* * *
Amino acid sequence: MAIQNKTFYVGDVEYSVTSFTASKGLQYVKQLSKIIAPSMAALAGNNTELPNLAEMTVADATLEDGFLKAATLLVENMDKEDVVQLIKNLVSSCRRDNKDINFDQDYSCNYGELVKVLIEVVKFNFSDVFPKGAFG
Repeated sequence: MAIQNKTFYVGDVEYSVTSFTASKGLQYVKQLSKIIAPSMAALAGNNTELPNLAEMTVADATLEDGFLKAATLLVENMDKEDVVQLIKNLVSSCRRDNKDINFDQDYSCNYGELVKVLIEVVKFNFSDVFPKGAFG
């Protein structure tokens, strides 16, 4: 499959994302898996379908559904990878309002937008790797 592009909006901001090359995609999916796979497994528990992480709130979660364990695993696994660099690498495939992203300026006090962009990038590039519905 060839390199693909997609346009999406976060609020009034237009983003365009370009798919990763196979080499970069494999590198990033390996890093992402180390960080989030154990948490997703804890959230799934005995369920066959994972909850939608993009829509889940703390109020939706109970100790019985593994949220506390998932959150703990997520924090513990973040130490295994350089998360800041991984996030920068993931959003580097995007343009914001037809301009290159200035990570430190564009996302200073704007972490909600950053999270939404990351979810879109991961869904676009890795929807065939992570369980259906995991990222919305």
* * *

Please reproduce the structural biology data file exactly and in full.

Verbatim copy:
Amino acid sequence: MAIQNKTFYVGDVEYSVTSFTASKGLQYVKQLSKIIAPSMAALAGNNTELPNLAEMTVADATLEDGFLKAATLLVENMDKEDVVQLIKNLVSSCRRDNKDINFDQDYSCNYGELVKVLIEVVKFNFSDVFPKGAFG
Repeated sequence: MAIQNKTFYVGDVEYSVTSFTASKGLQYVKQLSKIIAPSMAALAGNNTELPNLAEMTVADATLEDGFLKAATLLVENMDKEDVVQLIKNLVSSCRRDNKDINFDQDYSCNYGELVKVLIEVVKFNFSDVFPKGAFG
């Protein structure tokens, strides 16, 4: 499959994302898996379908559904990878309002937008790797 592009909006901001090359995609999916796979497994528990992480709130979660364990695993696994660099690498495939992203300026006090962009990038590039519905 060839390199693909997609346009999406976060609020009034237009983003365009370009798919990763196979080499970069494999590198990033390996890093992402180390960080989030154990948490997703804890959230799934005995369920066959994972909850939608993009829509889940703390109020939706109970100790019985593994949220506390998932959150703990997520924090513990973040130490295994350089998360800041991984996030920068993931959003580097995007343009914001037809301009290159200035990570430190564009996302200073704007972490909600950053999270939404990351979810879109991961869904676009890795929807065939992570369980259906995991990222919305």